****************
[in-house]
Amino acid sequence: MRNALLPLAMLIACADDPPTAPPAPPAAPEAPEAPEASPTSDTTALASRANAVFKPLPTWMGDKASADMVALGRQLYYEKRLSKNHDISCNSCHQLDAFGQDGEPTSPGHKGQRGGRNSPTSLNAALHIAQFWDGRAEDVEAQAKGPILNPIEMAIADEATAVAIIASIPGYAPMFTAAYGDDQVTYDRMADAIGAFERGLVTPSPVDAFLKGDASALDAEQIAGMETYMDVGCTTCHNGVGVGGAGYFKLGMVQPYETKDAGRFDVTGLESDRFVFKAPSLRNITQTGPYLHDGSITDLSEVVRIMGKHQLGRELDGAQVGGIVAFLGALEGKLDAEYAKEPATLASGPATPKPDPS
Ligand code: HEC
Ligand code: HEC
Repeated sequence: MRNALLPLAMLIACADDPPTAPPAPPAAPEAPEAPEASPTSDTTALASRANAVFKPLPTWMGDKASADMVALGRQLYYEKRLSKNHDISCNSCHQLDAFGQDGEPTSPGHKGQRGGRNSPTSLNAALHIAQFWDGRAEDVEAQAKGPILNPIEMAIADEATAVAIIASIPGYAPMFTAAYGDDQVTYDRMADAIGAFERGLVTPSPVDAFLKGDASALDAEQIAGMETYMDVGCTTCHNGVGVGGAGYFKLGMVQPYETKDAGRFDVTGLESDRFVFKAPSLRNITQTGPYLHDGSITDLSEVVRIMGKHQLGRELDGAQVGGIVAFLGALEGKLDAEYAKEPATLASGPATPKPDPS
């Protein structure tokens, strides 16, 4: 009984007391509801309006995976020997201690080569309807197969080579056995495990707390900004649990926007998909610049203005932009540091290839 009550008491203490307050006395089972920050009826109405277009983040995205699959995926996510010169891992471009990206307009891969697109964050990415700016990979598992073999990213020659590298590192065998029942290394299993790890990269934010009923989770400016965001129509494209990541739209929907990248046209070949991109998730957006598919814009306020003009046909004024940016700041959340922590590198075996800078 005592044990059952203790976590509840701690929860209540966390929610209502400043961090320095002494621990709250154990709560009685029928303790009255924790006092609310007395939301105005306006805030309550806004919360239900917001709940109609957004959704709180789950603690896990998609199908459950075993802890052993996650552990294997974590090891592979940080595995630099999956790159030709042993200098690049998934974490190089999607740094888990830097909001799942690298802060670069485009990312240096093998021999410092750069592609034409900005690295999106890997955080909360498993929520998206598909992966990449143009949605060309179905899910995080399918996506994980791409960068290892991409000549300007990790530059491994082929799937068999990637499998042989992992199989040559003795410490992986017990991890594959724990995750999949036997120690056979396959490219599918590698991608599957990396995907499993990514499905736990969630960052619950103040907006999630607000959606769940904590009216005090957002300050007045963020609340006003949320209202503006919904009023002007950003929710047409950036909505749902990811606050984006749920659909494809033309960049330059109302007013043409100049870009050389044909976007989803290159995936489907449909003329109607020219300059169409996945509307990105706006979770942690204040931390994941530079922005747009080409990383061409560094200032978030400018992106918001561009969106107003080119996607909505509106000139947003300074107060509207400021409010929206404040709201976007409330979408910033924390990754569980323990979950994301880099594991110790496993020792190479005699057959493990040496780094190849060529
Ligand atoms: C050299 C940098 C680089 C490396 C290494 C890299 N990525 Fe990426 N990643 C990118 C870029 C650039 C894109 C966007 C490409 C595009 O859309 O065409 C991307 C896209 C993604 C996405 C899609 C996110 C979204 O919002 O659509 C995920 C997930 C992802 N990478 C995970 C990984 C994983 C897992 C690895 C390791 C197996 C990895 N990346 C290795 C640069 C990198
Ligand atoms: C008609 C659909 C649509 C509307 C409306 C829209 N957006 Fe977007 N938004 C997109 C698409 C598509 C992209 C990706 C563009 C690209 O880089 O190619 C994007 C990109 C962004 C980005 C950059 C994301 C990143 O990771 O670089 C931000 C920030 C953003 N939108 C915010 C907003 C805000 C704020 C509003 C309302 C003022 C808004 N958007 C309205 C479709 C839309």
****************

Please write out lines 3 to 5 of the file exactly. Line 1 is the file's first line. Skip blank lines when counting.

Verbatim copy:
Ligand code: HEC
Ligand code: HEC
Repeated sequence: MRNALLPLAMLIACADDPPTAPPAPPAAPEAPEAPEASPTSDTTALASRANAVFKPLPTWMGDKASADMVALGRQLYYEKRLSKNHDISCNSCHQLDAFGQDGEPTSPGHKGQRGGRNSPTSLNAALHIAQFWDGRAEDVEAQAKGPILNPIEMAIADEATAVAIIASIPGYAPMFTAAYGDDQVTYDRMADAIGAFERGLVTPSPVDAFLKGDASALDAEQIAGMETYMDVGCTTCHNGVGVGGAGYFKLGMVQPYETKDAGRFDVTGLESDRFVFKAPSLRNITQTGPYLHDGSITDLSEVVRIMGKHQLGRELDGAQVGGIVAFLGALEGKLDAEYAKEPATLASGPATPKPDPS